Perhaps the most important thing you must get right when meeting someone is to leave a good first impression, it is to get your greetings right. Whether you are a candidate coming for an interview or a sales manager trying to impress a prospect customer. It could be a wai if you are Thai, a bow if you are Japanese, la bise (cheek kiss) to good friends if you are French, a firm handshake if you are American. 

Screw it up and not getting your handshake, wai or bow correct, spells trouble ahead. 

The challenge is in particular evident when two different nationalities clash. How often have I seen a Thai and a farang go from wai to handshake to nodding? If it wasn’t so serious, we could all have a good laugh. But here is the but.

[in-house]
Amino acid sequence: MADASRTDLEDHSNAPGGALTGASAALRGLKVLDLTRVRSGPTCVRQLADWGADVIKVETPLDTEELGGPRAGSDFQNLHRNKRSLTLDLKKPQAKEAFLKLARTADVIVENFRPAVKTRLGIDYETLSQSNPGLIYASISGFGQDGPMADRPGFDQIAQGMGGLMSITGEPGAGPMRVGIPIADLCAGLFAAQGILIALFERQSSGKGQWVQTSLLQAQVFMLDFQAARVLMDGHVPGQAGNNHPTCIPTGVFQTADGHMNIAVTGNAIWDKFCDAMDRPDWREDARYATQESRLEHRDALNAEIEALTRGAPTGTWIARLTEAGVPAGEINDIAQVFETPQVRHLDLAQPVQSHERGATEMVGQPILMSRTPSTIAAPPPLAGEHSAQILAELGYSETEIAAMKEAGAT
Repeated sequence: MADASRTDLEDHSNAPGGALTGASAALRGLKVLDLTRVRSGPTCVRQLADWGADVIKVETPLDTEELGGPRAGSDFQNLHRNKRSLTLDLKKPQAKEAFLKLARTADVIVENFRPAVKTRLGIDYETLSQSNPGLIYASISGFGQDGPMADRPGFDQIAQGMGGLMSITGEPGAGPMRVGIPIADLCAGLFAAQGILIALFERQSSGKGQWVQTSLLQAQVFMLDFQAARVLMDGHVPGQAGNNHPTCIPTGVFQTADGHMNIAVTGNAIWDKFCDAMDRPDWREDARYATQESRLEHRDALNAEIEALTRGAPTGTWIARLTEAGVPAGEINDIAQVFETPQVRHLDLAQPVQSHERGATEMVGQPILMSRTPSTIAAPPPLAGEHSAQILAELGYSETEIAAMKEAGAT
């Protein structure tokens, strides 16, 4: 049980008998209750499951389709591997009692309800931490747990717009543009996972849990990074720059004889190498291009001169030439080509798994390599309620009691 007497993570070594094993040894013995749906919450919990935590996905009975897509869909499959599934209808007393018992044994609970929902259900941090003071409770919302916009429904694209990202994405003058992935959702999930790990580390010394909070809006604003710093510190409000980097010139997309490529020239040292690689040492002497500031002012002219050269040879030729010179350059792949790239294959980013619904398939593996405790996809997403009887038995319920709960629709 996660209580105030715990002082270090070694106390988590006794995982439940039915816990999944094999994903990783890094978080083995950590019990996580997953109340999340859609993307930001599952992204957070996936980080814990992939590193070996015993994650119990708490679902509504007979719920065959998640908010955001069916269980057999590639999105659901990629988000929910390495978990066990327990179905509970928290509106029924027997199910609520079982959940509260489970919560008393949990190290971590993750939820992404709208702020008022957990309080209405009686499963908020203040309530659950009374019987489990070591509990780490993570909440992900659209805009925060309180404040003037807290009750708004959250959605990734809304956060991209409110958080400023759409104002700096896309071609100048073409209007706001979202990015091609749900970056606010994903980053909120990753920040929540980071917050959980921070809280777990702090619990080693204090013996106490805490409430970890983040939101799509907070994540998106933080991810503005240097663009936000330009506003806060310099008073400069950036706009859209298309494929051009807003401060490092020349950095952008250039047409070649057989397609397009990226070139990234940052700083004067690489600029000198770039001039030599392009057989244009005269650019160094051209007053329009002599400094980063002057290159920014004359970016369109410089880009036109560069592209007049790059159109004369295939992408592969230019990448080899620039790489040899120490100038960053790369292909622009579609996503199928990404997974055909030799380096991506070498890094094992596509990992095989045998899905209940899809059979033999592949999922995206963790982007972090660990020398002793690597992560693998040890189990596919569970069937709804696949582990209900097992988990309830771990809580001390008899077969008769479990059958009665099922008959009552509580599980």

If you are Thai meeting a farang (from America, Australia or Europe), you should expect to use a handshake as you introduce yourself. Many Thais struggle with the handshake and often get a meeting off to a really bad start because of a too weak and even wet handshake. Worst case scenario is that you risk losing everything even before you are seated. 

If your handshake is too weak, the farang executive will jump to conclusion and see it as a sign of weakness, lack of confidence and interest, lack of masculinity. A handshake must be firm, not weak and not strong. The word is: firm. 

So please, you must firm it up, and I recommend that you practice with a friend before the all important interview or meeting. Even better, find a foreigner who is willing to let you do a couple of handshakes to get it right.